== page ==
Euro 7 emission standards to be less drastic than expected, leaked legislation suggests

Emission requirements for petrol cars are to be the same under Euro 7 as under current Euro 6 regulations

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The EU’s upcoming Euro 7 regulations will be far less stringent than expected, if leaked legislation seen by media outlets is to be believed.

A number of news publications claim to have seen leaked European Commission legislation that indicates there will be no change to emissions requirements for petrol-powered cars and vans when Euro 7 rules are introduced in 2025.

The documents indicate the EU is trying to minimise the cost of developing cleaner internal combustion engines. They suggest that improvements will primarily be targeted at diesel engines and making these as clean as Euro 6 petrol motors.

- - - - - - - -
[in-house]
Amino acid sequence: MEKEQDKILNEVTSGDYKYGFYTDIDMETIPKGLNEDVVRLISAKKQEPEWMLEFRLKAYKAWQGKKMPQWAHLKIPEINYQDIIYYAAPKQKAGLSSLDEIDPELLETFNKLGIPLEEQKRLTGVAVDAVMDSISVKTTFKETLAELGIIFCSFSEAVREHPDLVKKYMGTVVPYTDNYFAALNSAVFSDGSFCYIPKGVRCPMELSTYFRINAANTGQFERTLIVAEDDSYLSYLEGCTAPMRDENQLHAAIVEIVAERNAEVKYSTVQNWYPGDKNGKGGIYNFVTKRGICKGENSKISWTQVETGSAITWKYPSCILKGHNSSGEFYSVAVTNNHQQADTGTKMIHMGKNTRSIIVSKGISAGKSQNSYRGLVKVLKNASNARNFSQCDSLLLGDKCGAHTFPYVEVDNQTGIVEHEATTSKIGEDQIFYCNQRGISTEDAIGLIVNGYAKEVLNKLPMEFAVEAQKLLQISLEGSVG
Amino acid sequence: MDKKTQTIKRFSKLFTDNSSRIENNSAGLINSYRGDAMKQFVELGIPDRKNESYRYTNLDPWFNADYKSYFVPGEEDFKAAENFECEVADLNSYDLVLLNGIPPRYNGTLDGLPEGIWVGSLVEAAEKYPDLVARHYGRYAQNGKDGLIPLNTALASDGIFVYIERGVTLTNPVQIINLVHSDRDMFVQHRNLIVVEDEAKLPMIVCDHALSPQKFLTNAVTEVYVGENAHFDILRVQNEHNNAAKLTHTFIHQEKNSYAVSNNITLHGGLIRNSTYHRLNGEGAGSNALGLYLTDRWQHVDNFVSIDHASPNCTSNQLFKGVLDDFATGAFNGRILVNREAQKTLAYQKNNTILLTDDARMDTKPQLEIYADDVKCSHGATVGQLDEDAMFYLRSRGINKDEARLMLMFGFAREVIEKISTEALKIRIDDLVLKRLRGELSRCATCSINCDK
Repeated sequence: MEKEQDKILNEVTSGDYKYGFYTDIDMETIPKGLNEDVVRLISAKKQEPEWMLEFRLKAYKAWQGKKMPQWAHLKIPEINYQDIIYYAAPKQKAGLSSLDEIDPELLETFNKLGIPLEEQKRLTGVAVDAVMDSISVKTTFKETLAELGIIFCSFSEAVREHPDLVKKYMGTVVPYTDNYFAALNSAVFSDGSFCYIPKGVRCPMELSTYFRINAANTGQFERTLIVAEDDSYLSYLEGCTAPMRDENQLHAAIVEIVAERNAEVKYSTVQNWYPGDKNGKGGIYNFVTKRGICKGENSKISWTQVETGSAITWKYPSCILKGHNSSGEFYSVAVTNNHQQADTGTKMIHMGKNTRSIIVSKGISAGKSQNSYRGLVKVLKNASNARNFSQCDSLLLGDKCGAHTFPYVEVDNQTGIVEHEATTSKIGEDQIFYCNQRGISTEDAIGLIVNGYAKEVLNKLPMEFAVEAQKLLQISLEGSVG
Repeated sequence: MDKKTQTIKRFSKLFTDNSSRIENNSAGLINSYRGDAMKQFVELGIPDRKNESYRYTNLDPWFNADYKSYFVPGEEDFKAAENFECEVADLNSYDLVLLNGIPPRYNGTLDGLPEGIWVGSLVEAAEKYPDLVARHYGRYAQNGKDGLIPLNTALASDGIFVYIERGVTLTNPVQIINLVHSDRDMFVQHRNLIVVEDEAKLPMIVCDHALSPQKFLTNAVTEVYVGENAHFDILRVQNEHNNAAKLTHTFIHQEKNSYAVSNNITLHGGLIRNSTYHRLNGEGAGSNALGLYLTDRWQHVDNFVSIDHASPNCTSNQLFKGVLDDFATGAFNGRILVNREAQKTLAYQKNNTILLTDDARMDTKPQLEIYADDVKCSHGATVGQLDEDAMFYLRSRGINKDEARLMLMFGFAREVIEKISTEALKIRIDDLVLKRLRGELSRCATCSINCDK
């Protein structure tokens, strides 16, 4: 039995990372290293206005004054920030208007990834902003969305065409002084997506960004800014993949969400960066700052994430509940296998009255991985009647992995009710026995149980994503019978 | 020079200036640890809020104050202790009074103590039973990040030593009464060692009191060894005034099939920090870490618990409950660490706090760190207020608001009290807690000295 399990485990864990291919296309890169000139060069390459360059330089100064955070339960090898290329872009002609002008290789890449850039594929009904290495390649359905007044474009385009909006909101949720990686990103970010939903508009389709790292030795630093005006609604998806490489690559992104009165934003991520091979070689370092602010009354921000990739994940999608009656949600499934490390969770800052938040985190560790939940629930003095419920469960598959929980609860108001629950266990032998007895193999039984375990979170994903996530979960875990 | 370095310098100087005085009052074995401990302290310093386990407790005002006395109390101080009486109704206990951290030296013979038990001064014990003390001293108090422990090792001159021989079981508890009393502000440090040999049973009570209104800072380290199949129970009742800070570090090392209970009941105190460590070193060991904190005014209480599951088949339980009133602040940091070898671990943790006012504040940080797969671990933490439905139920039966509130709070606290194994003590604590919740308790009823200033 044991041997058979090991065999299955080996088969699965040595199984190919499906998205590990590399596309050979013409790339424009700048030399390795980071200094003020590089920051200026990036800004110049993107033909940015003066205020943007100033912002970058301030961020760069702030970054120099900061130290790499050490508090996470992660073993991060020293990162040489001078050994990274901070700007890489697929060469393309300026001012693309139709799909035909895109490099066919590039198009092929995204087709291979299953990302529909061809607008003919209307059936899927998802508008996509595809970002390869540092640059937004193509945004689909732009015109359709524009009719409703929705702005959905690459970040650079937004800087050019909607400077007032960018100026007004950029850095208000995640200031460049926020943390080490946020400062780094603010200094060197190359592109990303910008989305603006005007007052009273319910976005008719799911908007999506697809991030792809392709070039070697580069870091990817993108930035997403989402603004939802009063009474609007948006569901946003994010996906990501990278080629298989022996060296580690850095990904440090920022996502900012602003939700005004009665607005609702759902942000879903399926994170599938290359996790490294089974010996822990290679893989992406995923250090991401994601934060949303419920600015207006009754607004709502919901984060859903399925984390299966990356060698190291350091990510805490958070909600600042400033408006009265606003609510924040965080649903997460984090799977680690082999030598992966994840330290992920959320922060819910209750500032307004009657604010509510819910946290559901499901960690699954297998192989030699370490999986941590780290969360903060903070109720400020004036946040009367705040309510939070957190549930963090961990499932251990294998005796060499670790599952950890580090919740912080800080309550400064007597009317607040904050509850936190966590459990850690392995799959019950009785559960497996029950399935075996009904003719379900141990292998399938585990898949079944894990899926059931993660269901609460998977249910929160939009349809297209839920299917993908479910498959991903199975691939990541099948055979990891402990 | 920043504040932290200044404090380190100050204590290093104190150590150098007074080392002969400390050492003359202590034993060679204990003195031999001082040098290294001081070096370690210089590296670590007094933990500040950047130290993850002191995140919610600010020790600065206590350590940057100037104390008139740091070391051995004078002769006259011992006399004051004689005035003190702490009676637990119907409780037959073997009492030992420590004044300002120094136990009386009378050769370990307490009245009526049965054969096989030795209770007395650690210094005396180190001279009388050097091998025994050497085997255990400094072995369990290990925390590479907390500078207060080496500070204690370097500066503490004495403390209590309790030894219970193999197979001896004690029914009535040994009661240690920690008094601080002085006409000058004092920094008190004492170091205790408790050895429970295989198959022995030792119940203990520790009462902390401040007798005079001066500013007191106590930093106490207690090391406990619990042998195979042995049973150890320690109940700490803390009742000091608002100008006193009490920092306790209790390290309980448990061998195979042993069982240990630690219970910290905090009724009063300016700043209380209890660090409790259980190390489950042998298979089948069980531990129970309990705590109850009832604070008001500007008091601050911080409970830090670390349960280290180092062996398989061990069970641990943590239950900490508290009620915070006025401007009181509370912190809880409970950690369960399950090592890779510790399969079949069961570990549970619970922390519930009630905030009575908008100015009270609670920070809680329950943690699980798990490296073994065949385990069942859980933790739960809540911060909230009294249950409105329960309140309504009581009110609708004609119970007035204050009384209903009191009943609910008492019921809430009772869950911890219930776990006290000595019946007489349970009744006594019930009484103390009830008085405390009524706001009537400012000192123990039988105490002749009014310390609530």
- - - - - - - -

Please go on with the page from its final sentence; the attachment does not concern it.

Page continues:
The car industry has been actively lobbying against Euro 7 measures, with executives concerned that they will divert money and resources away from electrification.

A spokesperson for the European Automobile Manufacturers Association said: “The industry is calling for an approach that is not only effective in terms of results, but that is cost-beneficial, while also addressing the huge challenges of meeting future CO2 targets. Vehicle manufacturers are going full-course ahead with the goal of carbon neutrality – it would be counter-productive to take away investments from this.”

The suggestion that Euro 7 will not be as harsh as expected, however, has sparked fury from environmental campaigners. Anna Krajinska, vehicle emissions and air quality manager at campaign group Transport & Environment, told the Guardian that this was the EU’s “very own dieselgate moment”, accusing the European Commission of “tearing up” expert advice.

Now read our list of the best low emission green cars…

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